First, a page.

] republican national convention. y
tint is Is Favorite.
HUTCHINSON, Kan., April 2.—With |
! peace and harmony on the floor of j
I the democratic state convention as- I
] stired by party leaders, the indorse- j
• mi nt of Gov. Jonathan M. Davis for !
President was predicted when the!
I convention opened today. Col. Sam •
j Aiuidon. Wichita. leader of the j
i MeAdoo forces, has announced his j
• partiality to the governor “as long
i as there is a chance for him.”
—-
RESIGN IN MONTREAL, i
I j
1 President and Three Directors of
i Tram Line Give Way.
MONTREAL, April 2.—Resignation
i of William C. Finlay, president of th
! Montreal Tramways and Power Com- ;
j pativ. Ltd., and three f.-llow- directors, j
j Hon. .f. W. Wilson. Hon. George G. j
j Foster and J. Maclntyre, was an- ;
i i,oiinoed yesterday.
Their departure leaves the boardi
j in full control of new officers elected !
} at the last annual meeting.
—— .
; There are more than 200,000 pro- i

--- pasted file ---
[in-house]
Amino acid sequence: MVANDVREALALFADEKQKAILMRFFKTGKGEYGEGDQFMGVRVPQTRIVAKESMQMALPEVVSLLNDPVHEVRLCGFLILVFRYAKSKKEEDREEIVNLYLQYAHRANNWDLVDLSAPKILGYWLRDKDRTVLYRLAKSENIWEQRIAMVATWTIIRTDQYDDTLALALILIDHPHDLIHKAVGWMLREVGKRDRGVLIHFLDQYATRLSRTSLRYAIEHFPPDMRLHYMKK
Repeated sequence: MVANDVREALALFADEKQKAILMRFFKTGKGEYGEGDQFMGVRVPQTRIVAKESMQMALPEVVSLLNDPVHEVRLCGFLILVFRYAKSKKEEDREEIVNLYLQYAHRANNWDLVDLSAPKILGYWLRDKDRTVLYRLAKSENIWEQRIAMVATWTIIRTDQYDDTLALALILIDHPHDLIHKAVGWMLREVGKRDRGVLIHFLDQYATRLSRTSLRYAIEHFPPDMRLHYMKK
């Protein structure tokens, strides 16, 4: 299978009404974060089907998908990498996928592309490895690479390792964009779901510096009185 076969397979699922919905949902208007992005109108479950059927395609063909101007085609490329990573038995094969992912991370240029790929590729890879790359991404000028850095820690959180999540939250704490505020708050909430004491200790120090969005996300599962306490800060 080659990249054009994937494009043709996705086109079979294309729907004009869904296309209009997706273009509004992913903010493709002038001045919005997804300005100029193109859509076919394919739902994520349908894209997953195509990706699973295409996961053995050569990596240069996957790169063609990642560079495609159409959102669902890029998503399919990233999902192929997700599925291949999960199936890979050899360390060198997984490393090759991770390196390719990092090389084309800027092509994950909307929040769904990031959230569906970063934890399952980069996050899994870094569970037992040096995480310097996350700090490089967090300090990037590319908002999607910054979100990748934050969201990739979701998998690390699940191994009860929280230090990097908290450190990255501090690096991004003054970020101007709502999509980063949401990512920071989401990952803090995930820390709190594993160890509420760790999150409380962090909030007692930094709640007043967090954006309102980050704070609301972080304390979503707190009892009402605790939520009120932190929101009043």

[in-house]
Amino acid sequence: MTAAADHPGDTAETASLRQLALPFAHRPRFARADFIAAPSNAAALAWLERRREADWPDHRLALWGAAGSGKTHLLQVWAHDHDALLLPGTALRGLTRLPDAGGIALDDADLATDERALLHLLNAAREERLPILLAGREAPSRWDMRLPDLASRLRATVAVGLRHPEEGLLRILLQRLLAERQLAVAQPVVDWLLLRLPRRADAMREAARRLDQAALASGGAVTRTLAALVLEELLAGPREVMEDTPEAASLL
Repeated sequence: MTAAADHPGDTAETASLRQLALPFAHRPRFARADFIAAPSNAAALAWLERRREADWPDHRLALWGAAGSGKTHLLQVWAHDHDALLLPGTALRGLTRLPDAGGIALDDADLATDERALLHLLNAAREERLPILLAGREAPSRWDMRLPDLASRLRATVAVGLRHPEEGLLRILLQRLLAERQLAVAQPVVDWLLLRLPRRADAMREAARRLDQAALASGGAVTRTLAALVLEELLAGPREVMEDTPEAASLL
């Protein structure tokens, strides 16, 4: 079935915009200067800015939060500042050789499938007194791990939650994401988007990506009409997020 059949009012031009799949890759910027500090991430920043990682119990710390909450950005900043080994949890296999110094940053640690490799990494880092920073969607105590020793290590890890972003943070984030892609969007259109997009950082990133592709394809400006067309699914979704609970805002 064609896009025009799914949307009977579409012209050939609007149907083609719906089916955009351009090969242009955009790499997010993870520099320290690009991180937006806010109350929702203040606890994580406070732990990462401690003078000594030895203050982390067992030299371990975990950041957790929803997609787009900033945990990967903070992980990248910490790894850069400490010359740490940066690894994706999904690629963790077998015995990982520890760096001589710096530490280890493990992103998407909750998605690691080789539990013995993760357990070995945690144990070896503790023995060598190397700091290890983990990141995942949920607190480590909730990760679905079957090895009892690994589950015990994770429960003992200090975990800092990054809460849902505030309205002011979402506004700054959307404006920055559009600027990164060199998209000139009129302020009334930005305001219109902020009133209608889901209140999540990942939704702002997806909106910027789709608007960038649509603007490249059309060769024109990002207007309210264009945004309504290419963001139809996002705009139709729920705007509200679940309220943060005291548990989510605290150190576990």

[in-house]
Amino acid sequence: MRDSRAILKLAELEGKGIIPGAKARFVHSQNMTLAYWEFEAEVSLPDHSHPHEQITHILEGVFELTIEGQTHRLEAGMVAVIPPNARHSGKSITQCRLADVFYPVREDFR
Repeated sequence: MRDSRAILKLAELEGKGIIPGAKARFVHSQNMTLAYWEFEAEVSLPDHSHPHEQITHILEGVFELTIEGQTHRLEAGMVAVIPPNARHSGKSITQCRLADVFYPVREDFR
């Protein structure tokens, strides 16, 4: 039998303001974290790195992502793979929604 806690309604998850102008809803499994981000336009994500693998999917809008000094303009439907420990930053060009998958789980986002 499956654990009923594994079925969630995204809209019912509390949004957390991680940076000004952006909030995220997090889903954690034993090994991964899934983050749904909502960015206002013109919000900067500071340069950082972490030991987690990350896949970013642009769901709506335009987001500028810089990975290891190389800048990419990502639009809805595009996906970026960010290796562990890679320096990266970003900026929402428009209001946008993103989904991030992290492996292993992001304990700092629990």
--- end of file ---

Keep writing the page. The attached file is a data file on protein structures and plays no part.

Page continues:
; during oil wells in the United States, j
, located in twenty-two states.
' I ■■■■■■■■■■■■■ I !
! Polished Floors
of Hard Wood
—la til. smoothed and polish
ed in the liest manner. An
experience of thirty years in )
lids special work Insures i
right results. Telephone
North AASk
J. M. ADAMS
1503 Connecticut Ave, j
THE KVEXtXU STAR, WASIiINCi'I’O.N. L>. (J., WKDNKSDAV, APRIL 2. 1924.
{SECOND MAN KILLED
IN ELECTION BRAWL
)
!
i Fight Blamed on Efforts of Wets
i to Retain Saloons in Chi
cago Subnrb.
By the Associated Press
CHICAGO, April 2.—A socond killing
in Cicero in twenty-four hours broke
the morning quiet today, following the
turbulent village election yesterday,
: when one man was killed and numerous
j persons wounded, beaten or kidnaped,
i some of the victims being women,
j Hie dead; Joseph Smith, a chauffeur;
j shot and killed in a brawl; Frank Ca
jponi. alleged emissary of a beer-running
IT-mg’. shot by Chicago police.
Smith was killed in front of a road
house early today. How far village poli
tics may have been involved the police
art- uncertain. Caponi was slain yes
i terday by the police summoned to the
village to help keep order,
j . * tcero. a city within Chicago, staged
i its first partisan election in six years.
Incumbents Are Hr-F.lr.-trd.
| After election officials, surrounded
j by armed guards, had counted the
j ballots, while policemen and deputy
| sheriffs patrolled the streets, it was
j announced that all republican ineum
. bents, with one exception, had been
re-elected by majorities of from 700
! to 900.
j Caponi died with a dozen bullets I
j in his body when he opened (ire on i
| a group of detectives who left an]
automobile to question him and his !